The PCs walked along the chasm, which Joey discovered had water at the bottom by dropping a pebble down and hearing the (very) faint splash. As they made their way along the chasm, using a dancing lights cantrip from Ownka to light their way, they found a naturally formed bridge across. While they debated whether or not to cross, Ownka’s lights came into sight of more undead who immediately attacked the party, firing arrows at Joey. It was here that the dynamic lighting feature in Roll20 came into its own. Joey, having been shot, went into a rage. He could see a pair of zombies advancing through the tunnel and charged down to them. As he reached them he noticed there were more than just two and quickly got swamped by zombies and skeletons, while the archers continued to harass the others as they came around the corner. As they were all grouped up, Ownka used shatter on the melee, hitting the entire crowd of undead but also hitting Joey in the process.

And this is where something big happened. Joey went down in a flurry of zombie attacks. The first one didn’t drop him. The second caused his half-orc endurance to trigger, as it would’ve knocked him down but instead reduced him to 1 hit point, the third attack dropped him unconscious and the fourth caused two failed death saves. Once again, for the third time this campaign, Joey’s survival came down to a d20 roll, but this time luck was not on his side and he failed his third and final death save. Yes, we had a player character casualty this session.

The party eventually managed to fend off the remaining undead, with two zombies being particularly stubborn and causing more damage than they really should have through constant undead fortitude successes, but a fog cloud cut off the archers sight lines so they were unable to harass the back line and stopped causing the multitude of failed concentration checks that they were causing. The party retrieved Joey’s body and retreated outside the cave system to lick their wounds and plan their next move.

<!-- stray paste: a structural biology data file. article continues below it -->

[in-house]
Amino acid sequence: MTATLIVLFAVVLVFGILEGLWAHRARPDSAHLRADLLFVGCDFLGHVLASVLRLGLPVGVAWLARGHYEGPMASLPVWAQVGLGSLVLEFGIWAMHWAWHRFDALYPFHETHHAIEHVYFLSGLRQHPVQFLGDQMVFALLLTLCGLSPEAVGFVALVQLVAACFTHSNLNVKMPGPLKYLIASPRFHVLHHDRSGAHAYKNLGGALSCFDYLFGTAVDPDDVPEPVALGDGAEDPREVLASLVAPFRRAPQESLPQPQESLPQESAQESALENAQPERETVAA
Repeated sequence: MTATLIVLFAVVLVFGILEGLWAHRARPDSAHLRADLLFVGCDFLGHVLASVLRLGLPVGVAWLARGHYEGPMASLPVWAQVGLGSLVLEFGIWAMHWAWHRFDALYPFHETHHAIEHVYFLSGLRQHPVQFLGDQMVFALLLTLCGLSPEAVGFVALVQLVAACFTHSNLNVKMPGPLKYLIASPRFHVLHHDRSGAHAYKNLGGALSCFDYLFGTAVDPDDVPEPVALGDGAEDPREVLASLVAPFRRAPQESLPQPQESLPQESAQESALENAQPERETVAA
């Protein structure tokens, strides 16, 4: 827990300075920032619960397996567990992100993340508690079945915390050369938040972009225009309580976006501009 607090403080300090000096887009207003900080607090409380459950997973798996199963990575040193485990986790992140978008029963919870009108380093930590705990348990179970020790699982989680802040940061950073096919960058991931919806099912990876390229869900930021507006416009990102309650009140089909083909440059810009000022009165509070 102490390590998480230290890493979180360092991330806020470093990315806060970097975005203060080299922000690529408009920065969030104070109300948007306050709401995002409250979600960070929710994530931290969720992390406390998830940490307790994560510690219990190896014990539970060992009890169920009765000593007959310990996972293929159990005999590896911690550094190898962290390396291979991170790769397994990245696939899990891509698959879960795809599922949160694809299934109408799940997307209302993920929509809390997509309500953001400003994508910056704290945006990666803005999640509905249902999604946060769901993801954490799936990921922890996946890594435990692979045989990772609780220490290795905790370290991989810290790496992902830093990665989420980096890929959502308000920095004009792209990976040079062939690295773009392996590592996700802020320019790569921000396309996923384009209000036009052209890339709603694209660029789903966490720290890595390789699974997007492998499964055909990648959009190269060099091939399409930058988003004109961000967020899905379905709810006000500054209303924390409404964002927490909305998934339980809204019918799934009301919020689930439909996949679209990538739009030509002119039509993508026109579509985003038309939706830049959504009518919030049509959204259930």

I enjoyed this session, though the death of a player character is never an easy thing to deal with as a GM. This particular player character went down with very much a fight, but the PCs were just unable to carve a path to him in time as he was surrounded by zombies and skeletons. I (hope) it has put some foreshadowing into the players’ minds that their three months of jail time has meant that things have definitely progressed in the world and the threats are very real.

I do like that this is a very threatening location. Necromancers in this setting are incredibly dangerous and should be approached carefully; there are reasons why the majority of the non-elven population fears magic and I feel like the PCs are encountering one of them now. I was happy to start introducing another aspect of a big bad as well, rather than just bandits and wild animals.

I believe that next session the players are diving back in, but I sincerely hope they re-evaluate their approach. There’s a lot of potential XP on offer here, as well as a very decent reward, but there’s also a large risk associated with this.

I look forward to see what next session brings.

3 thoughts on “The Adventures of a 5e GM and her players, part 4 + 5

  1. Nice write-up.

    I couldn’t see the beginning of the first fight due to the cool dynamic lighting. Am I right in thinking Andarius actually supplied the lighting from his flaming sphere to give the archers advantage to crit him?

    • Amusingly enough, that did contribute. There was also some unfortunate timings in initiative where Hank was still around with the torch, but the flaming sphere did illuminate him for the archers

      • Yeah, Hank’s thinking was, well first of all WFT?!

        Then “I need to get the light away ASAP, so at least the archers’ darkvision won’t see them and hopefully they’ll stop firing. They can kill the melee undead and then we’ll group up and take out the archers.

        “I cast flaming sphere”

        :facepalm:

        Also, cute Avatar 🙂